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Stony Brook Professor Leads World’s Largest Medical Study on the State of Mind and Consciousness at the Time of Death
Results of the AWARE study published in Resuscitation
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Dr. Sam Parnia

Stony Brook, NY, October 9, 2014 – The results of a four-year international study of 2,060 cardiac arrest cases across 15 hospitals worldwide concluded that there is a unique experience of death for humans that appears far broader than what has been referred to as so called near-death experiences (NDEs). Dr. Sam Parnia, Assistant Professor of Critical Care Medicine and Director of Resuscitation Research at Stony Brook Medicine is lead author of the study, which is published in the journal Resuscitation.

Recollections in relation to death, so-called out-of-body experiences (OBEs) or near-death experiences (NDEs), are an often spoken about phenomenon which have frequently been considered hallucinatory or illusory in nature; however, objective studies on these experiences are limited. In 2008, the large-scale study, called AWARE (AWAreness during REsuscitation), examined the broad range of mental experiences in relation to death. Researchers also tested the validity of conscious experiences using objective markers for the first time in a large study to determine whether claims of awareness compatible with out-of-body experiences correspond with real or hallucinatory events.

“Contrary to perception, death is not a specific moment but a potentially reversible process that occurs after any severe illness or accident causes the heart, lungs and brain to cease functioning,” said Dr. Parnia. “If attempts are made to reverse this process, it is referred to as ‘cardiac arrest’; however, if these attempts do not succeed it is called ‘death’. In this study we wanted to go beyond the emotionally charged yet poorly defined term of NDEs to explore objectively what happens when we die.”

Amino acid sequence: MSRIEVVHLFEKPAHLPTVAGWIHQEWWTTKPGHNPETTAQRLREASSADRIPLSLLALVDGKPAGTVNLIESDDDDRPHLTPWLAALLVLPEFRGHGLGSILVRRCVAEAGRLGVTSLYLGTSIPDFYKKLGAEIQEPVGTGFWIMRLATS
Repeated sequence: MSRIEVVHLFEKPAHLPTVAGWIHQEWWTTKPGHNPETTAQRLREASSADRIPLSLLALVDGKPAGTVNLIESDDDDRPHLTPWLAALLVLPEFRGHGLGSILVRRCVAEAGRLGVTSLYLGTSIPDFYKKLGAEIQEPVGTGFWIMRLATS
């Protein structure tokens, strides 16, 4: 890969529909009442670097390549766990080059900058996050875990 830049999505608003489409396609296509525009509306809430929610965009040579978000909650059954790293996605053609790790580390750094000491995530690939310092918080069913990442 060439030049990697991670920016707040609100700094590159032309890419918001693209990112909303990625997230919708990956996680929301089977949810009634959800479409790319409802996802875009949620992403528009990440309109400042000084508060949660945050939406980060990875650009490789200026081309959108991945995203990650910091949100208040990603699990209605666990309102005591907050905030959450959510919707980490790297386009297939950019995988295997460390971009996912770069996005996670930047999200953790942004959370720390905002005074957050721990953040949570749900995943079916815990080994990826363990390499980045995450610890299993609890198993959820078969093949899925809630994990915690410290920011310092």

Dr. Parnia said that other key findings of the study are:

  • In some cases of cardiac arrest, memories of visual awareness compatible with so called OBEs may correspond with actual events.
  • A higher proportion of people may have vivid death experiences, but may not recall them due to the effects of brain injury or sedative drugs on memory circuits.
  • Widely used yet scientifically imprecise terms such as near-death and out-of-body experiences may not be sufficient to describe the actual experience of death. Future studies should focus on cardiac arrest, which is biologically synonymous with death, rather than ill-defined medical states sometimes referred to as "near-death.”
  • The recalled experience surrounding death merits a genuine investigation without prejudice.

In the study, 39% of patients who survived cardiac arrest and were able to undergo structured interviews described a perception of awareness but interestingly did not have any explicit recall of events.

“This suggests more people may have mental activity initially but then lose their memories after recovery, either due to the effects of brain injury or sedative drugs on memory recall”, explained Parnia.

Among those who reported a perception of awareness and completed further interviews, 46% experienced a broad range of mental recollections in relation to death that were not compatible with the commonly used term of NDE’s. These included fearful and persecutory experiences. Only 9% had experiences compatible with NDEs and 2% exhibited full awareness compatible with OBE’s with explicit recall of 'seeing' and 'hearing' events.

The full range of recalled mental and cognitive experiences included: 1) fear; 2) animals/plants; 3) a bright light; 4) violence/persecution; 5) deja-vu; 6) family; 7) recalling events after recovery from cardiac arrest.

Dr. Parnia cautioned that exploring consciousness and the state of the human mind at the time of death is very complex and continued investigation is necessary to further understand what happens at the time of death. In addition, the researchers also concluded that further studies are needed to explore whether awareness (explicit or implicit) may lead to long term adverse psychological outcomes including post-traumatic stress disorder.